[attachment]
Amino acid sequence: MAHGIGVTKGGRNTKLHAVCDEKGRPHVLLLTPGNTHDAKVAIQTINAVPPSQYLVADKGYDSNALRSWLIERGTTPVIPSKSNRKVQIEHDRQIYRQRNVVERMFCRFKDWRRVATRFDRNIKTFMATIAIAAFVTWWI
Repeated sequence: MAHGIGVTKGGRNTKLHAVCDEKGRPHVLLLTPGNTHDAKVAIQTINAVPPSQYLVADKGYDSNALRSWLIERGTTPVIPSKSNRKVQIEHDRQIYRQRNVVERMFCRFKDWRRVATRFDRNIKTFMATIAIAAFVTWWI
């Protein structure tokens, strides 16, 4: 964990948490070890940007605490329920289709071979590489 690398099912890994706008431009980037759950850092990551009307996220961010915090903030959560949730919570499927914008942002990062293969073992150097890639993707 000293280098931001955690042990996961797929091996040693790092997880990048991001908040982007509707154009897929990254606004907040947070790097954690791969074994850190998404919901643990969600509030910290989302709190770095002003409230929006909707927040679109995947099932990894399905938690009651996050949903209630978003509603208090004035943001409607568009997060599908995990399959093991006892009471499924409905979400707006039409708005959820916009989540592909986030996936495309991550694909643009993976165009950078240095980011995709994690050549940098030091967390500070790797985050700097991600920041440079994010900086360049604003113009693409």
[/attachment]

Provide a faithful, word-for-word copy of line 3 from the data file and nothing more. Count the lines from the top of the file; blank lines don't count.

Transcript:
């Protein structure tokens, strides 16, 4: 964990948490070890940007605490329920289709071979590489 690398099912890994706008431009980037759950850092990551009307996220961010915090903030959560949730919570499927914008942002990062293969073992150097890639993707 000293280098931001955690042990996961797929091996040693790092997880990048991001908040982007509707154009897929990254606004907040947070790097954690791969074994850190998404919901643990969600509030910290989302709190770095002003409230929006909707927040679109995947099932990894399905938690009651996050949903209630978003509603208090004035943001409607568009997060599908995990399959093991006892009471499924409905979400707006039409708005959820916009989540592909986030996936495309991550694909643009993976165009950078240095980011995709994690050549940098030091967390500070790797985050700097991600920041440079994010900086360049604003113009693409």